More space for fun and fitness

Key City Gymnastics has moved to its new home in the Mosaic Centre on Industrial Road A in Cranbrook, B.C.


The volunteer board of Key City Gymnastics (KCG) has successfully accomplished the tough task of finding an affordable new facility to house the non-profit society. Garry Ricks, head coach at KCG, participated in that process.

“Jay Savage and I looked all over town for a place for the gym,” Ricks said, “and we’d had some disappointments and discouragement.”

Hand fits glove

Enter Dennis Hockley and his group of companies: Aldies Land Company Ltd., Living Stones Developments Ltd. and Bravo Restoration Services. Hockley’s group had been occupying rented offices for some time, and he wanted to build his own premises and also offer rental space. KCG seemed to be a good candidate for tenancy.

“We have had an awesome relationship with Dennis right from the beginning,” said Ricks. “He has just been so good. We got to work with the building staff and the subtrades during the construction, and if we had a concern it was addressed right away—it’s been a perfect fit and it was worth waiting for.”

KCG occupies more than 8,500 square feet of space on the lower level of the attractive new Mosaic Centre at 415 Industrial Road A in Cranbrook—about half again what they had at their former location. The board and the staff are eager to maximize use of the space, and have ideas for new and expanded programs to include people of all ages.

Inclusive new programs

Ricks talked with great enthusiasm about the possibilities, mentioning parkour (street gymnastics), cross-fit, gym-fit, junior gym, dance and even an after-school homework support program. He is clearly excited about making more options available to the current crop of gymnasts, and is hoping to welcome diverse other groups who don’t presently use the facility.

“We’d like to get youth and adults into activities that are not necessarily competitive,” Ricks said, “but are lots of fun and improve their fitness. There’s so much we can offer seniors—easy, basic stuff addressing stability and strength, that will increase their confidence and make them safer when they’re out and about, and even at home. There’s a lot we can do even with people who are wheelchair-bound.

“We start kids off learning gross motor skills, and even if they don’t do any more than that, it gives them a good solid base in fitness and movement. We can only hope that they continue being active as they grow up. Lots of our health problems now are lifestyle-related, so it’s in our power to do something about that.”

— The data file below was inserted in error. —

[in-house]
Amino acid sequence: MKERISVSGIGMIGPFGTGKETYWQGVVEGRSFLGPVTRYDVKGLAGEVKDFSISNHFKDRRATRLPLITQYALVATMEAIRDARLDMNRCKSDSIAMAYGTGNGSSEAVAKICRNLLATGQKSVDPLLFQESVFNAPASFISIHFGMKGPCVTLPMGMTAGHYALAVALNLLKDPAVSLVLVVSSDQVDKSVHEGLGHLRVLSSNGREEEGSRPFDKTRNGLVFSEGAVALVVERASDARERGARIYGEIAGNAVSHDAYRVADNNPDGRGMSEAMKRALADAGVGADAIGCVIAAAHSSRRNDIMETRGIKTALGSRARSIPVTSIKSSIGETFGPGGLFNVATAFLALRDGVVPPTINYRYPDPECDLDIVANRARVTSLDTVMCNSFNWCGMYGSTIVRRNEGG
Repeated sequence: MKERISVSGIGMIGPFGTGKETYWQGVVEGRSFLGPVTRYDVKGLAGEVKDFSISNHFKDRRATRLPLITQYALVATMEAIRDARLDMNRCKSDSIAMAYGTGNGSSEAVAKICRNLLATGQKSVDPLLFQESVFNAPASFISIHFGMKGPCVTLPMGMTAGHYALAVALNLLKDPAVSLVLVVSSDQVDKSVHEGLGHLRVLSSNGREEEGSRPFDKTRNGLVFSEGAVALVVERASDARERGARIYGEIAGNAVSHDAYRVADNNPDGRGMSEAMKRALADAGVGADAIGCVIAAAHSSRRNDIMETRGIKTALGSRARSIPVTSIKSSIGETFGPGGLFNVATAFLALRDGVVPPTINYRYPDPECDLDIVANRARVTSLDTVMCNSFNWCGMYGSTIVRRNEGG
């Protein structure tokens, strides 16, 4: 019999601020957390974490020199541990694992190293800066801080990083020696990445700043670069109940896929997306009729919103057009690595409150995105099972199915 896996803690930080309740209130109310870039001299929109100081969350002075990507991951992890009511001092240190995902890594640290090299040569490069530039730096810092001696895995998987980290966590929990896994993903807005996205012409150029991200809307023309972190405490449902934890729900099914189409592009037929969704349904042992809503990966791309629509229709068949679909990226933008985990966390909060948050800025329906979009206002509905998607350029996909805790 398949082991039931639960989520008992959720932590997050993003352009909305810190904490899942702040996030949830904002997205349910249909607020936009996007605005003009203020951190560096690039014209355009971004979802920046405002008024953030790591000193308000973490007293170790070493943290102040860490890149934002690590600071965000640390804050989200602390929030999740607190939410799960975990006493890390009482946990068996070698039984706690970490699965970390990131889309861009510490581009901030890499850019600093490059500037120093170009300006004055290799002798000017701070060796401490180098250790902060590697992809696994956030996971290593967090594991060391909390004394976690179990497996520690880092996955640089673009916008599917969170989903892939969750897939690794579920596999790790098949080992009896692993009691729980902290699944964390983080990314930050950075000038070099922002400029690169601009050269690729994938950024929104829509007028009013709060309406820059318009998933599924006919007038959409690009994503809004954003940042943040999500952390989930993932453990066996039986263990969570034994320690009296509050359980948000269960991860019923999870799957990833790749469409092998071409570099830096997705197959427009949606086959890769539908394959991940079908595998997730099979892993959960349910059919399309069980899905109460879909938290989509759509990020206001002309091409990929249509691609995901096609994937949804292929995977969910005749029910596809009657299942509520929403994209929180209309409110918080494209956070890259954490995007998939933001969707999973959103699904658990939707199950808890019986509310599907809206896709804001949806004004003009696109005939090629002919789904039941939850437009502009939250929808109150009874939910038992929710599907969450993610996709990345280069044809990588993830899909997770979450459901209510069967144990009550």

KCG has activities going on daily from around 9 a.m. until 10 p.m. already, but the new space will allow more than one program to run at the same time.

“We’ve got lots of ideas about what more we can offer the community,” said Ricks, “and we’re really excited about that. This year is going to be full of changes and growth.”

Marie Milner

Marie Milner is a writer and photographer for Kootenay Business magazine and several other publications. She appreciates the inspiration that she gets during her interviews and hopes to share that inspiration with you. View all of Marie Milner’s articles

Related articles

Business Beat, East Kootenay, Cranbrook, Entertainment and Hospitality Passionate Cranbrook influencer named general manager of local hotel

The Heritage Inn Hotel & Convention Centre welcomes Jennifer Bouchard to the team

by Julie Matchett
East Kootenay, Cranbrook, Golden, Fernie, Invermere, West Kootenay, Nelson, Revelstoke, Small Business, Technology Seven Kootenay co-working spaces (and one on the horizon) offer community and creative collaboration

They’re a growing trend across the Kootenays—check out this list of the region’s co-working spaces.

by Julie Matchett
East Kootenay, Cranbrook, Developments Fly eagle fly—over Harmony Park in Cranbrook

Ron Demaniuk has steel fabricated a screaming eagle statue in Cranbrook’s Harmony Park

View all Cranbrook articles